Found 813 Documents across 82 Pages (0.007 seconds)
  1. Unilocal residence and unilineal descent: a reconsiderationKorotayev, Andrey V. - World Cultures, 2004 - 4 Hypotheses

    This study focuses on the development of unilineal descent, reviewing previous theories and testing additional factors to explain the relationship between unilineal descent and unilocal residence. Results suggest four key factors leading to a low association between these two variables: insufficient alternatives to unilocal residence rule, instability of communal composition, absence of sedentary settlement pattern, and small average community size. A model linking all variables from the paper is presented.

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  2. Christianity and democracy: a cross-cultural study (afterthoughts)Korotayev, Andrey V. - World Cultures, 2002 - 2 Hypotheses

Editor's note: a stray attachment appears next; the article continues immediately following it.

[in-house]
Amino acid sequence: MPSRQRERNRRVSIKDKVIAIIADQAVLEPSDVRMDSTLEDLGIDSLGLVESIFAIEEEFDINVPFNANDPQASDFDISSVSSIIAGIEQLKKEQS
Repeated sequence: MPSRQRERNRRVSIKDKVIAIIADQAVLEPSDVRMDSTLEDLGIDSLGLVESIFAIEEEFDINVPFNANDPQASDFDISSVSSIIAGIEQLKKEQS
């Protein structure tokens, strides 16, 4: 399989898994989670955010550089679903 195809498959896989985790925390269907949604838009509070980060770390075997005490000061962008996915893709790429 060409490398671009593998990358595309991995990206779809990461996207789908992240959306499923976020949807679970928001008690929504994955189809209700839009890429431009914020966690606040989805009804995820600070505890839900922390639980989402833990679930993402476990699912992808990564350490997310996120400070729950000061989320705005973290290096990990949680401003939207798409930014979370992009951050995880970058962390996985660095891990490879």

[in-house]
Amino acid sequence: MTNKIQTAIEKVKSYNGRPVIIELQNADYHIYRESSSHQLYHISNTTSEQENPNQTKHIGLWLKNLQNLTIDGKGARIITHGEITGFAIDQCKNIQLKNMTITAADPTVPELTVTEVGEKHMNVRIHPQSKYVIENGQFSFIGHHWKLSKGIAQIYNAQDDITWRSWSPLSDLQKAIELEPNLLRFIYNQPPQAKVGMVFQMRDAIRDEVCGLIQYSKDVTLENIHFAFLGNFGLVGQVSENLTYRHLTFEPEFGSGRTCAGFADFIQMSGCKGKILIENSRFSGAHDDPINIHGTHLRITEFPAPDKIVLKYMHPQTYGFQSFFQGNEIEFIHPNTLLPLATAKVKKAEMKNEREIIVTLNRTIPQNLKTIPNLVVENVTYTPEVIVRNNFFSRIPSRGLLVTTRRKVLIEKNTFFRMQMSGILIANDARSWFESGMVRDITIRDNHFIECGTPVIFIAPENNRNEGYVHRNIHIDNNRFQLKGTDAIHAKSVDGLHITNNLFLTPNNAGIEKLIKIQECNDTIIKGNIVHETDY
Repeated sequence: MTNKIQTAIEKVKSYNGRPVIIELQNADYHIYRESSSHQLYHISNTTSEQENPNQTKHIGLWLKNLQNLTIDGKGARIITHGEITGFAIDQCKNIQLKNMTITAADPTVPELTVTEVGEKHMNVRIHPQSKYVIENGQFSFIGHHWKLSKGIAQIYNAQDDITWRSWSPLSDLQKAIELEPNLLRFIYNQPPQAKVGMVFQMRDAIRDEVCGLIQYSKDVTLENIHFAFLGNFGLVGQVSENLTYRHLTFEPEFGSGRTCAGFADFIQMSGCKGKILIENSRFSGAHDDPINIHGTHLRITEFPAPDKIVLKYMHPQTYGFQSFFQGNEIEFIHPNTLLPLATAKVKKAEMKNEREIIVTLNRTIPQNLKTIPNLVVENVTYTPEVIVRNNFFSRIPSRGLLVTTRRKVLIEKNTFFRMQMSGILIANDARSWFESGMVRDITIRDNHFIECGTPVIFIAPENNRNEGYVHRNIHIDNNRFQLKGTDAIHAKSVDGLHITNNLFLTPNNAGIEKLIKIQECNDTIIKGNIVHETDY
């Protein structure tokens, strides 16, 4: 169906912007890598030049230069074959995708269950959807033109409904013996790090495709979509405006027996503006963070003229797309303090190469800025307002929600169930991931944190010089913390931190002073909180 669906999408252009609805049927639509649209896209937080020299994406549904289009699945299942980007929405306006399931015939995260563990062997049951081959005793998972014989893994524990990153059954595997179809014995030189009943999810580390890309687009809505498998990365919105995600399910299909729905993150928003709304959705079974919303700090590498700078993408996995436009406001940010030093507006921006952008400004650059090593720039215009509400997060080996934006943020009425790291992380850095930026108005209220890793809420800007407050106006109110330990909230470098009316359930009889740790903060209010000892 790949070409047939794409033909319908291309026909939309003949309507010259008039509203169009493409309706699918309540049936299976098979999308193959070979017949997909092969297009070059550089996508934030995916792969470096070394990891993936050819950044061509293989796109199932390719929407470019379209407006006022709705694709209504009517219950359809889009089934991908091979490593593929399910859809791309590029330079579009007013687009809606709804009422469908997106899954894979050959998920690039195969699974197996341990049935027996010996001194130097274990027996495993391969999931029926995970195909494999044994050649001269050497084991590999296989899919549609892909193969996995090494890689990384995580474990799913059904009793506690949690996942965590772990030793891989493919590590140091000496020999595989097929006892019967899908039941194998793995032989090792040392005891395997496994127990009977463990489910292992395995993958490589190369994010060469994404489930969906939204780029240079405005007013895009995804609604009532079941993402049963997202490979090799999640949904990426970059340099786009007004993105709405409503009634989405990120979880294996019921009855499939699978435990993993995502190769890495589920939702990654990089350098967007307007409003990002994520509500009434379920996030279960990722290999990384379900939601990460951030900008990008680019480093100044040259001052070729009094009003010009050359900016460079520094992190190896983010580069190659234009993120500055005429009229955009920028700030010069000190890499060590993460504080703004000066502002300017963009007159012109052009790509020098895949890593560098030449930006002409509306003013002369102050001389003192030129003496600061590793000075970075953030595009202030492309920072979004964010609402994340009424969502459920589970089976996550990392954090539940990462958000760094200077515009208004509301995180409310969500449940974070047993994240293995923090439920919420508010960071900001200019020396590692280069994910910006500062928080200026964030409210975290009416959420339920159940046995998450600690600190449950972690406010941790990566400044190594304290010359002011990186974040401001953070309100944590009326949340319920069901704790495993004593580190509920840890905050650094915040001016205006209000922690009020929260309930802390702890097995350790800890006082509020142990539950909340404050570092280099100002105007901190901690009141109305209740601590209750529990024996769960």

This study proposes that polygyny, unilineal descent organization and large extended families could be regarded as universal negative predictors of communal democracy. Crosstabulations show that Christianity is positively associated with communal democracy and negatively associated with polygyny, and thus the authors suggest that Christianity influenced the development of democracy in Europe through its discouraging of polygyny and unilineal descent organization.

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  3. Explaining current fertility dynamics in tropical Africa from an anthropological perspective: a cross-cultural investigationKorotayev, Andrey V. - Cross-Cultural Research, 2016 - 3 Hypotheses